Plastics. That was the career advice given to Dustin Hoffman in the classic movie The Graduate, and it might well be good advice for college graduates today.
A little over a year ago, chemical and oil refining specialist LyondellBasell Industries made the decision to pursue greater ethylene production believing new plants and expansion would increase pre-tax profits by as much as $1 billion by 2016. The chemical, along with propylene, is used to make plastics for packaging, auto parts, carpets, and hundreds of other products and uses.
Operating profit in Lyondell's U.S. olefins unit, which makes ethylene and propylene, rose 23% in the third quarter, due to the low price of natural gas liquids from which they're derived. The company's stock is up 86% over the past year -- not bad for a company that emerged from bankruptcy two years ago.
Whitewashing the market
No doubt that kind of performance attracted the interest of chemical giant Dow Chemical , which decided to restart its idled olefins plant in Louisiana on Christmas Day (after a four-year hiatus) as input costs from U.S. shale formations make the process more competitive now. Ethane, a component of natural gas used to make ethylene, fell to its lowest price in almost five years.
Dow was previously riding the rising price of titanium dioxide to new heights as global demand for autos and home appliances jumped, particularly in the emerging economies of China and India. The price of the additive -- which is used in everything from sunscreen and toothpaste to food coloring and vehicle coatings -- soared, but got an extra boost when Japan's earthquake and subsequent tsunami disrupted supplies at Sakai Chemical. With little new capacity coming online any time soon, it turned into one of those perfect storms, creating a huge supply imbalance.
Dow, DuPont , and Kronos Worldwide enjoyed record profits from sky-high pricing, while those that relied upon TiO2, like coatings makers Sherwin-Williams and Valspar , to tint paints felt the effect on earnings. That changed in 2012, however, as pricing fatigue set in and postponements in buying titanium sponge (the first stage titanium goes through in processing) became the norm. Hence, Dow's interest again in olefins. But Dow, Kronos, and Huntsman all felt the pressure on margins because of it.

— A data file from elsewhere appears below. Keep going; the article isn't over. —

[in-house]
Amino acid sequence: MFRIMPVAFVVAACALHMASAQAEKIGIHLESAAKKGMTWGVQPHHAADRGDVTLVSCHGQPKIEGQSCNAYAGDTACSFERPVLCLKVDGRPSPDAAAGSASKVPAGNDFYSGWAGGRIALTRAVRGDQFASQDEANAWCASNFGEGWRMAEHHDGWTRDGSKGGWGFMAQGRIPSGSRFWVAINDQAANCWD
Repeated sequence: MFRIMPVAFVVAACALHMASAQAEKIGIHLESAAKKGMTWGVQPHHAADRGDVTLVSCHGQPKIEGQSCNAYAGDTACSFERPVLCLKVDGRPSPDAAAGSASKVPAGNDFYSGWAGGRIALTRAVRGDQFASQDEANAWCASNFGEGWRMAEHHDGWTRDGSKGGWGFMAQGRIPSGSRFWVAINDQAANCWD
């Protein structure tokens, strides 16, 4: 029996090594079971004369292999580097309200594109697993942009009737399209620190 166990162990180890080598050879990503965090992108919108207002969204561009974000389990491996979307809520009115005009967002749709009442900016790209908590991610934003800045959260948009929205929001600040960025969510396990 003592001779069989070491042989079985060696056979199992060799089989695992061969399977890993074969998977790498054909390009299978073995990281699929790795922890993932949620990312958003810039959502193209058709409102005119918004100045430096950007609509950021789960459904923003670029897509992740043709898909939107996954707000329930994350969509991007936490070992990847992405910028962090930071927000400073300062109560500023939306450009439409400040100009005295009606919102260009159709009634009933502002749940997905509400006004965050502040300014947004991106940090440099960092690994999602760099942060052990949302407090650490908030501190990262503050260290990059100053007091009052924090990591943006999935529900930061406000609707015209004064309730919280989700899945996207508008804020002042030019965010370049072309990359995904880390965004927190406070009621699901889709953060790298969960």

The natural gas industry is weighed down due to a surfeit of inventory. New drilling techniques like horizontal drilling, along with hydraulic fracturing processes across shale rock formations, have created a glut of natural gas that is keeping prices at record-low levels. The Henry Hub spot price, while well above the absolute lows of less than $2 per million Btus hit early last year, is still depressed at $3.25 per MMBtu, but the chemicals industry in general should be the beneficiary of this situation.
Dow, Lyondell, and Westlake Chemical use the liquids produced by drillers for processing their products, but Dow might have the lead on all of them over the next year.
It's partnered with Saudi Aramco to create the largest petrochemical facility in the world, which will include a world-scale cracker that will be able to crack a wide range of feedstocks targeted for emerging markets around the world, including China, the Middle East, Eastern Europe, and Africa. The $20 billion project is expected to bring in $10 billion in revenue when it goes online in 2016; the partnership will eventually launch an IPO, giving Dow and its partner equal standing with the company.
From acorns, mighty oaks
While its performance plastics and materials segments gain the most attention because of their sizes, its agricultural sciences division is also expected to continue growing in the year ahead. The segment produces products for use in agriculture, industrial and commercial pest management, and food service. Though one of the smallest divisions, it contributed 11% to total revenues over the last 12 months as sales jumped 9% from the year-ago period.
One of the primary reasons for the growth has been its focus on the corn seed markets in North and South America, where it is steadily gaining market share from Monsanto and DuPont . The two continents represent two-thirds of the $16 billion global corn seed market, and Dow's SmartStax hybrids in North America and Herculex technology in Latin America helped drive higher volumes over the past few quarters.
While it's likely that the entire specialty chemicals industry will see its boat rise with the tide coming in, Dow, because of it preeminent position across multiple divisions, could have the inside track to grow. Yet, it's also true that it presents a premium valuation to rivals like Lyondell and DuPont, and with its enterprise value trading at 33 times the free cash flow it generates, it's not exactly a bargain basement stock.
Its shares have jumped almost 25% from the lows they hit late last year and are closing in on new 52-week highs. I'd probably like to see the stock pull back a little before I'd dive in, but overall I believe there's no reason to be down on Dow Chemical.
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The article Don't Be Down on Dow Chemical originally appeared on Fool.com.
Rich Duprey has no position in any stocks mentioned. The Motley Fool recommends Sherwin-Williams. Try any of our Foolish newsletter services free for 30 days. We Fools may not all hold the same opinions, but we all believe that considering a diverse range of insights makes us better investors. The Motley Fool has a disclosure policy.
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